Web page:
The Nature of Love


Love is a complex mix of emotions, behaviors and beliefs. It’s a topic that has captivated philosophers, poets and writers for centuries, and differs widely from person to person and culture to culture. Some debate whether it’s a choice, is permanent or fleeting, while others argue that it is biologically programmed. Some even argue that love is a religious or spiritual experience.

The word “love” is used to describe a range of feelings and actions including affection, protectiveness, warmth, and respect for another person. It can also apply to non-human animals, principles and religious beliefs. Love can be expressed through gestures such as gifts, hugs and physical touch.

It’s also a central theme in many movies and songs. In fact, romantic love is one of the most enduring and universal themes for artworks across time and cultures. However, scientific research has a hard time defining the nature of love because it is so diverse and complex.

When you love someone, you want them to be happy. Often, you want them to treat you and others well. You also want them to take care of your physical and emotional needs. But you can’t always get exactly what you want, and that can lead to disappointment or even heartache. In the end, though, you will be better off if you are honest and open about what you expect from your relationship.

You can’t always be in control of how your love experiences unfold, but you can take steps to protect yourself and others. Having an open mind to what is happening, being aware of your own thoughts and feelings and having realistic expectations will help you avoid problems like cheating or squabbling with your partner.

If you are struggling with your relationship, seek support from loved ones or a professional counselor. There are plenty of resources available, from online counseling to face-to-face meetings with a counselor in your community. You can also find support groups for people who have experienced difficult relationships.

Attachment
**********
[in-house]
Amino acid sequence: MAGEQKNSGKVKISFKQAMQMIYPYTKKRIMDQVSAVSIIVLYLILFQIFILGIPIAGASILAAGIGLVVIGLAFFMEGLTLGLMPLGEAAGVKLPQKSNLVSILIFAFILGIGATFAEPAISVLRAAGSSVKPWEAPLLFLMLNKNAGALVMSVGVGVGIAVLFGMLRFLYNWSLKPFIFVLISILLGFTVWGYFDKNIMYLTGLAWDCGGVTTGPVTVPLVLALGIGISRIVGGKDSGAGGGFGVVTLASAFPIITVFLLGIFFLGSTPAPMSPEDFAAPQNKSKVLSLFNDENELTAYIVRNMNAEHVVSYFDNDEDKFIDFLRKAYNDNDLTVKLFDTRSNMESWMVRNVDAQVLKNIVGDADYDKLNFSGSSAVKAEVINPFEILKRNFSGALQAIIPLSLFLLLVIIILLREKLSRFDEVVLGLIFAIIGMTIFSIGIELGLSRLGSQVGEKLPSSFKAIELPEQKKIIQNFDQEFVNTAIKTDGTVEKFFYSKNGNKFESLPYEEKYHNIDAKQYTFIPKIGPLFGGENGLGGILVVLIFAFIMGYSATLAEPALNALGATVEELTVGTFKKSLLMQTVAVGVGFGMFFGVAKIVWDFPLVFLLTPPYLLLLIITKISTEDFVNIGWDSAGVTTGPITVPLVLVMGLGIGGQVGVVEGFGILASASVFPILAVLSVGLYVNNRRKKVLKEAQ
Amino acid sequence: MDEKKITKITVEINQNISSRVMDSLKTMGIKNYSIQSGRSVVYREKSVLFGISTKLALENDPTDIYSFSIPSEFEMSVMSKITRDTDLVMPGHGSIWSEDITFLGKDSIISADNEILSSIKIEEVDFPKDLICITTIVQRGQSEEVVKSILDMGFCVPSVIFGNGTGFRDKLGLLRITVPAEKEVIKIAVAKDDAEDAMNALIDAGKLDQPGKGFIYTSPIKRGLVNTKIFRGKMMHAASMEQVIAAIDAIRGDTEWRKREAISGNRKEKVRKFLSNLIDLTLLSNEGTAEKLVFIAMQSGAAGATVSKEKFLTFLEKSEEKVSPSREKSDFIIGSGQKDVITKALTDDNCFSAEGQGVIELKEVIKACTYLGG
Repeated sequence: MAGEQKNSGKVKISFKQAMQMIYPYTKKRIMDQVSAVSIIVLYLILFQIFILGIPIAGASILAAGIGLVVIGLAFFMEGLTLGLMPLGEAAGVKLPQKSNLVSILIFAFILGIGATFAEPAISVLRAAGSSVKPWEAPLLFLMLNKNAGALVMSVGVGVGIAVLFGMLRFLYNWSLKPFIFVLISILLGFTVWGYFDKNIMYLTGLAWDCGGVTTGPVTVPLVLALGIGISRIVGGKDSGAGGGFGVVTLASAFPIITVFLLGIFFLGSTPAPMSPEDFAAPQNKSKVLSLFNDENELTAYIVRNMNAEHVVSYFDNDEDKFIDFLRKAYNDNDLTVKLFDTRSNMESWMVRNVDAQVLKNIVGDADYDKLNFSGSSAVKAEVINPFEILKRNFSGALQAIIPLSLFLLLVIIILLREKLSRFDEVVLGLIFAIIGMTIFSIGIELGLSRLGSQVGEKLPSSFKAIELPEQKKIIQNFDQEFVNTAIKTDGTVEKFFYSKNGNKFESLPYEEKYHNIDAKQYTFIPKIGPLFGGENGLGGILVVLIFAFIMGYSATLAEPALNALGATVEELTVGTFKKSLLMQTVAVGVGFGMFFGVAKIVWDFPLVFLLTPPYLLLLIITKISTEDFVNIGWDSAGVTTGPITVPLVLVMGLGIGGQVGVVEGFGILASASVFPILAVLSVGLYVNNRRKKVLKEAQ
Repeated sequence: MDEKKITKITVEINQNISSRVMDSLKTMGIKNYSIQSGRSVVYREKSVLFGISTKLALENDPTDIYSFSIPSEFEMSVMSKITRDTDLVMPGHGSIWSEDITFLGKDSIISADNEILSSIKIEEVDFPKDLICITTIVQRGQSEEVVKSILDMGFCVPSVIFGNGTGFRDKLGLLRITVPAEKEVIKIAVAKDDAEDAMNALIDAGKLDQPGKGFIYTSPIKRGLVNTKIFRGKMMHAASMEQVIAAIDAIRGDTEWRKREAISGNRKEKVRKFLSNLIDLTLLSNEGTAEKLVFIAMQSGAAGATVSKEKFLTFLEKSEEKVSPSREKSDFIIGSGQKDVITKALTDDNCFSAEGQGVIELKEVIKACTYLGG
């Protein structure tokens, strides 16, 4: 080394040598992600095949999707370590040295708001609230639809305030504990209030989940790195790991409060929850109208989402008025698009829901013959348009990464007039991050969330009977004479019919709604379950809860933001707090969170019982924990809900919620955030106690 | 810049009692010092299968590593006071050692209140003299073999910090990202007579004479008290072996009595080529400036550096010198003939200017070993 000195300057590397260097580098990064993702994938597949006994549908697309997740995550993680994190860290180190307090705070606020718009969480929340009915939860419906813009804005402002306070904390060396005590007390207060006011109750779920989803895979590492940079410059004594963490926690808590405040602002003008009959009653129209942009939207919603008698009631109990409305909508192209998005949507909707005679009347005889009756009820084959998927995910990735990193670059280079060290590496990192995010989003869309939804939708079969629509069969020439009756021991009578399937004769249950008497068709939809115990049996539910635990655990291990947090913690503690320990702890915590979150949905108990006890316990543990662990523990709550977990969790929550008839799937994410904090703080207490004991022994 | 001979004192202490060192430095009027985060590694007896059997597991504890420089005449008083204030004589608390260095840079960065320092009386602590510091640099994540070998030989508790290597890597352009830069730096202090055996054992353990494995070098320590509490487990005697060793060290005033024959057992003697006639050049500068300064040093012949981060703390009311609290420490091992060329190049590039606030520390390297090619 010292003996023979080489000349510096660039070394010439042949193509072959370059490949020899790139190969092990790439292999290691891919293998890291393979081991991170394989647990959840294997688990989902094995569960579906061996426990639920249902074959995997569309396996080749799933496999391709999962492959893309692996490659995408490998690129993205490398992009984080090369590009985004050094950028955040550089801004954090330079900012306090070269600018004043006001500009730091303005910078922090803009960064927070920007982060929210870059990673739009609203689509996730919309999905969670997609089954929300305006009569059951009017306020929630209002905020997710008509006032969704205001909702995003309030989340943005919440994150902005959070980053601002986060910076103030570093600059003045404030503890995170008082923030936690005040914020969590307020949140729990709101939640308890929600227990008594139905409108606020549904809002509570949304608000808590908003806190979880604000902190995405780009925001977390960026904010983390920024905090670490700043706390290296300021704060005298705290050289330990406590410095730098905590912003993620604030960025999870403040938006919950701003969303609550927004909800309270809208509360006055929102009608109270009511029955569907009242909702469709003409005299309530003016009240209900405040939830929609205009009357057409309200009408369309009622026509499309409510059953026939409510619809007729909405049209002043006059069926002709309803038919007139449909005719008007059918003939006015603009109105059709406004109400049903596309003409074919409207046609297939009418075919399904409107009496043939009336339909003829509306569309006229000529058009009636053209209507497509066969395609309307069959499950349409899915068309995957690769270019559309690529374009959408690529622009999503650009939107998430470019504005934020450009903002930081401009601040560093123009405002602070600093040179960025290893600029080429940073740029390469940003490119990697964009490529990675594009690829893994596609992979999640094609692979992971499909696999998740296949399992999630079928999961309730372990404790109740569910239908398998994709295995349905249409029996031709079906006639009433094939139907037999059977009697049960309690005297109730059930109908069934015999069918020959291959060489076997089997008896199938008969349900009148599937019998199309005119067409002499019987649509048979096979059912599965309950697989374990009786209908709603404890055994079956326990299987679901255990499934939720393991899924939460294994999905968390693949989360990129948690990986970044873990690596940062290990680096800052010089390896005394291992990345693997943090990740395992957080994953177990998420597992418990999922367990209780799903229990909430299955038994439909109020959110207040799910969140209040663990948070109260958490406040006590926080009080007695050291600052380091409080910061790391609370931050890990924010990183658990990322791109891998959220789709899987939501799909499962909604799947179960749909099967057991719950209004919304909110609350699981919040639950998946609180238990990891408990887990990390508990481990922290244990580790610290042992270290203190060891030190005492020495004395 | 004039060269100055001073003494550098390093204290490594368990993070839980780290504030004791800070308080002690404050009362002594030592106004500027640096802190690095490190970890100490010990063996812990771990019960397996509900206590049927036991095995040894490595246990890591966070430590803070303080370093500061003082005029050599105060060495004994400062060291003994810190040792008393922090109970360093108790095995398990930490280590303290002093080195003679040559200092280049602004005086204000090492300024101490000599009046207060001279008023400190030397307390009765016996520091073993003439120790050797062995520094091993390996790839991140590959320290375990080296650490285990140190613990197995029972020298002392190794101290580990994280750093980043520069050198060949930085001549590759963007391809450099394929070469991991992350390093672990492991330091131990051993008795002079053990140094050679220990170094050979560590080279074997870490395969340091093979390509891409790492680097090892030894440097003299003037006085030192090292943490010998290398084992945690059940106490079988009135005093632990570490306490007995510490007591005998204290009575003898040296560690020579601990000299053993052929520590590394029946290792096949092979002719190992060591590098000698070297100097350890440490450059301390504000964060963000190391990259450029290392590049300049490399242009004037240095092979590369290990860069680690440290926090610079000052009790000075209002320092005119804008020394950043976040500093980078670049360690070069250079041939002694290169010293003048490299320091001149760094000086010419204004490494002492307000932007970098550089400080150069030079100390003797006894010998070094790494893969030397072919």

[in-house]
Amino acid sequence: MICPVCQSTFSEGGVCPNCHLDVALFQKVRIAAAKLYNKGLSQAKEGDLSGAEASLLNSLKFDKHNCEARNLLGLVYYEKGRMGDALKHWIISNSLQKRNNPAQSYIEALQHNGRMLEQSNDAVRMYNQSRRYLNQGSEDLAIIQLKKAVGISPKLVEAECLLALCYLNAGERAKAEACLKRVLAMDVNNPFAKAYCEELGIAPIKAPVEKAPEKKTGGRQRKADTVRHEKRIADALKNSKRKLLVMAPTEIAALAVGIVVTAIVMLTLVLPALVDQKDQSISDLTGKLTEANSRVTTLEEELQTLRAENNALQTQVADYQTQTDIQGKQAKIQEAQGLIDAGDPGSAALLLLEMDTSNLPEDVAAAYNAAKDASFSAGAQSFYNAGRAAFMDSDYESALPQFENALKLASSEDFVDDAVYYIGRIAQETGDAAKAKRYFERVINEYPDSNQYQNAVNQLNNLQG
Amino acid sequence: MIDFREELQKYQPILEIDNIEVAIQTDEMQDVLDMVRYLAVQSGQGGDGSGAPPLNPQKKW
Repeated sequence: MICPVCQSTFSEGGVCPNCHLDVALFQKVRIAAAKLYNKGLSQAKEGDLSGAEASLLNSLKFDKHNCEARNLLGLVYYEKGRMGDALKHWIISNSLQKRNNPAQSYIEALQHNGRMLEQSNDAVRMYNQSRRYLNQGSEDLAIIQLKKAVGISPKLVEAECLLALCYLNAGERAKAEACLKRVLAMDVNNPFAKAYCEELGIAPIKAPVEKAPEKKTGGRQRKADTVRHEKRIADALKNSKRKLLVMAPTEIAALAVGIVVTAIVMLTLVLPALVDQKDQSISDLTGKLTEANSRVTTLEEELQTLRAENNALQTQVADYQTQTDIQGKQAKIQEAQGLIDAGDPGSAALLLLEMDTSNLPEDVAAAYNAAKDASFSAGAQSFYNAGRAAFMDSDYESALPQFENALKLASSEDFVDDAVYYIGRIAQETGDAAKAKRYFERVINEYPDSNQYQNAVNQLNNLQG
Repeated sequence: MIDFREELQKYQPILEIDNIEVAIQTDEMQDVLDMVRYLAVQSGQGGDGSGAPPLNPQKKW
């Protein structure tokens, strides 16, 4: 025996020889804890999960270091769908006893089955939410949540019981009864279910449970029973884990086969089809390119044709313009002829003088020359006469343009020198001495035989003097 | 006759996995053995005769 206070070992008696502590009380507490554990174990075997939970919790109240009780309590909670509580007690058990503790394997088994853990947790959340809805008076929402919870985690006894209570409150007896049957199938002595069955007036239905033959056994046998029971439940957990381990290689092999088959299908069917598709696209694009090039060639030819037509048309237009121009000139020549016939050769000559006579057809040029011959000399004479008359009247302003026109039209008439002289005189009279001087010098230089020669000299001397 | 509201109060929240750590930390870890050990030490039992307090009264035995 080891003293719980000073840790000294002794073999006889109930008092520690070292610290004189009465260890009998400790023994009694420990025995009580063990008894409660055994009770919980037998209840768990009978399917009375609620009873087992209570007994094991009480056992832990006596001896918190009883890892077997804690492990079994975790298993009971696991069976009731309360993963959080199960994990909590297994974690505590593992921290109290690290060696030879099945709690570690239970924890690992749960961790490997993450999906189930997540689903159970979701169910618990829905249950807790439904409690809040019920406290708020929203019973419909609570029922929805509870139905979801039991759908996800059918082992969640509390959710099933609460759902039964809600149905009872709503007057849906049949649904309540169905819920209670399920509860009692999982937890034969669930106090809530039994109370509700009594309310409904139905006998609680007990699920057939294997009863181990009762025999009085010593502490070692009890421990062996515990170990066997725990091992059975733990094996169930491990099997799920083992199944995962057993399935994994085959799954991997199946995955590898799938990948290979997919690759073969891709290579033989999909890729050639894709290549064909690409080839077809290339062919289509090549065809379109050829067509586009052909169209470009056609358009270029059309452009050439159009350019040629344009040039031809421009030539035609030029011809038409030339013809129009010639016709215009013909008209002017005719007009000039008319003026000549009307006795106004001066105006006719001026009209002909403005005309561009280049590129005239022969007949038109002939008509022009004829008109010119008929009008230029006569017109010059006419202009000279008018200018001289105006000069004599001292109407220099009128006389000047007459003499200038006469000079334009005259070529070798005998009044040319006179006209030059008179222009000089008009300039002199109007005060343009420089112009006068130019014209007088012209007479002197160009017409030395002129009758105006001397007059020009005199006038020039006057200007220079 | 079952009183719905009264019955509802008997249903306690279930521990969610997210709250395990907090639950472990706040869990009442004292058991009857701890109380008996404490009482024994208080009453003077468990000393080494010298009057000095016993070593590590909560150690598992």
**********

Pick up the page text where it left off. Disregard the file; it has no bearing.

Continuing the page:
Some scientists think that love is an evolutionary adaptation, and it may be influenced by hormones such as oxytocin, neurotrophins and pheromones. Other researchers believe that love is a social and cultural phenomenon that can change over time.

What do you think? Share your thoughts and stories about love with us.

Deakin University provides funding as a member of The Conversation AU.

This article was originally published on The Conversation by Sarah Bower and has been republished here under Creative Commons license.

Sarah Bower is a novelist and short story writer from Melbourne, Australia. Her work has been published in magazines including QWF and Buzzwords. She has a Masters of Creative Writing from the University of East Anglia and works as a freelance editor and manuscript reader.

She is currently working on her first novel. She also teaches creative writing and runs workshops in schools. She writes fiction, memoir and poetry for adults, as well as children’s books. She is the author of a blog on craft and lifestyle called The Writing Life and co-hosts a weekly podcast on writing and storytelling for podcast network, Writers’ Voices.